History can be written – or photographed. For 100 years now, famous photographers from around the world have been capturing once-in-a-lifetime moments with their Leica camera. Moments that remain unforgettable.
Perhaps the most famous of all timeless, iconic photos can be seen in our film. So go on a journey through time with Leica. With impressive pictures that you can rediscover every time you view them. And which you will never forget.
PICTURES FOR ETERNITY
A picture is worth a thousand words – and yet can take our breath away. When it shows endless joy. When it documents unimaginable suffering. When it brings us closer to untouchable legends. Or when it saves the blink of an eye for eternity. With their Leica, throughout 100 years, photographers have been capturing such moments. And we have been looking inward for a moment.
Everything started in March 2014, when the first, fully functional prototype of a revolutionary new still picture camera for 35 mm perforated film was completed by Oskar Barnack in March 1914.
The camera had a full metal body, a collapsible lens and a focal plane shutter, which, at the time, had no overlapping curtains. A cap, fixed to the lens by a screw, was swung across the lens when winding on the film to prevent light getting in. The Ur-Leica was the first camera to feature coupled film winding and shutter cocking – thus preventing double exposures. The camera took its place as a milestone in the history of photography under the name ‘Ur-Leica’.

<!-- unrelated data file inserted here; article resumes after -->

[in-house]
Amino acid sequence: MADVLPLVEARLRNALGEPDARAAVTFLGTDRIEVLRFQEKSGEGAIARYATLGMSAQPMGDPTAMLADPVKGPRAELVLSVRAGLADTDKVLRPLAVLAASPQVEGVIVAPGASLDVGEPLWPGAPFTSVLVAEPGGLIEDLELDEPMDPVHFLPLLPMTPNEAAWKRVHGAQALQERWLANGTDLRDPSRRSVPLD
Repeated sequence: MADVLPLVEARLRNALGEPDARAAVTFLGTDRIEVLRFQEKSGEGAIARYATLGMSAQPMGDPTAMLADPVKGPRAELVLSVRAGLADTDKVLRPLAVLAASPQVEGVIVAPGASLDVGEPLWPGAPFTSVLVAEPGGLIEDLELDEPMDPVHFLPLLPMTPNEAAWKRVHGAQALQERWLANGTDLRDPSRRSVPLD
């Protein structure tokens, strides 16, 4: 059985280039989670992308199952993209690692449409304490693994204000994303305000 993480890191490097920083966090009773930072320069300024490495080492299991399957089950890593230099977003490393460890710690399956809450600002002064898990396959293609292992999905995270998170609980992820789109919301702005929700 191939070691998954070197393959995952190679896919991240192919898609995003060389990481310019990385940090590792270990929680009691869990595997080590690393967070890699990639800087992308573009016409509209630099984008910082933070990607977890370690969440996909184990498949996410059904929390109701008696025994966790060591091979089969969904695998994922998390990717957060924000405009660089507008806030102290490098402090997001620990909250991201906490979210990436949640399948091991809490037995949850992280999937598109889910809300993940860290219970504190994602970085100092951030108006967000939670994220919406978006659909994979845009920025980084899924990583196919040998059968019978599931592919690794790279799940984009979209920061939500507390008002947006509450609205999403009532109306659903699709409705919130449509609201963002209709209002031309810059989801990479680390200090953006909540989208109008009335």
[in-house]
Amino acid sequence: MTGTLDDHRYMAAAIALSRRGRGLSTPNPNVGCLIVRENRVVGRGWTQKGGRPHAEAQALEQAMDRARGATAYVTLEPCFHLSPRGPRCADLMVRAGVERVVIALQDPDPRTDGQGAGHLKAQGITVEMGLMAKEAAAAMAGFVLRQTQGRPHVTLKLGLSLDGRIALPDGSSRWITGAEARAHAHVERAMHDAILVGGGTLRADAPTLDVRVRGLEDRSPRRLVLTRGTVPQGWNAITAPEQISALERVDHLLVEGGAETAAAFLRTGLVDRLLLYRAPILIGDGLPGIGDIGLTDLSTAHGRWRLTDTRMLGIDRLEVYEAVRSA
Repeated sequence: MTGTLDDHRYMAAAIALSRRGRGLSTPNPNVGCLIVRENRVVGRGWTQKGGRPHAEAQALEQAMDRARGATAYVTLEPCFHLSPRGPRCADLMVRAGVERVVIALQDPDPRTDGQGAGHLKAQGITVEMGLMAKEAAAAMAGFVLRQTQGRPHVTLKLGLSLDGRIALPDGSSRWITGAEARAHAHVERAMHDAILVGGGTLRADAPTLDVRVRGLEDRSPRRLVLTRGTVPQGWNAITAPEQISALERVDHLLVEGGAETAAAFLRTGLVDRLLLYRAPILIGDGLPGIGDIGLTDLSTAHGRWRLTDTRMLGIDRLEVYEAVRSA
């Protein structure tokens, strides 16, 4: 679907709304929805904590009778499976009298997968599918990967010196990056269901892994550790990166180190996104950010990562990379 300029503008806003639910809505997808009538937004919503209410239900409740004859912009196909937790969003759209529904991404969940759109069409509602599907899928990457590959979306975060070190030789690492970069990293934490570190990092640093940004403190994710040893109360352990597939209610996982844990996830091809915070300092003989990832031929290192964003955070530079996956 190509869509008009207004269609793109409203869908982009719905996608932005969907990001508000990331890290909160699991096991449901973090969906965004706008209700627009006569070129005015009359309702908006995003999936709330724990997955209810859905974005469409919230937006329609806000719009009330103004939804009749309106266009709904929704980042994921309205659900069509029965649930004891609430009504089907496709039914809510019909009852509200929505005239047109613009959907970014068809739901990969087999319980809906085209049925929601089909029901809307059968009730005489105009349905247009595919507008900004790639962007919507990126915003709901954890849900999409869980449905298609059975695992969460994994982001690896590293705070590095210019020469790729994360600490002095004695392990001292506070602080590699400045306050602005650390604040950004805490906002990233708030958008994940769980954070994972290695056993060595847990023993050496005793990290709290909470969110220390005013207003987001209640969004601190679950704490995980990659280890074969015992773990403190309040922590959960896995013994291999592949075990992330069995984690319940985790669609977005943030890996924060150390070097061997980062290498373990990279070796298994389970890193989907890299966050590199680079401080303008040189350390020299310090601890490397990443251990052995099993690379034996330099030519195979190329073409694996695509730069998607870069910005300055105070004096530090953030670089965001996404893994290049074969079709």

Leica: that means best German Engineering and a special culture of the picture.
From Henri Cartier-Bresson to Neil Libbert, many of the 20th century’s defining images were shot on a Leica:
THE 100 film marks a century of Leica cameras, and 100 Years of Contributing to Photography
The two minute film highlights the influence of the German brand which, through its cameras, helped move photography from the studios and bring it into real life, expanding the universe for photographers and forever changing the relationship of mankind with this form of art.
In order to convey all of the effects of this influence, the film shows more than 35 famous photographic records that represent the history of photography: it acts as a recollection of spontaneous images that were captured on camera and sensitized the world. Scene direction is signed by Jones + Tino, from Stink.
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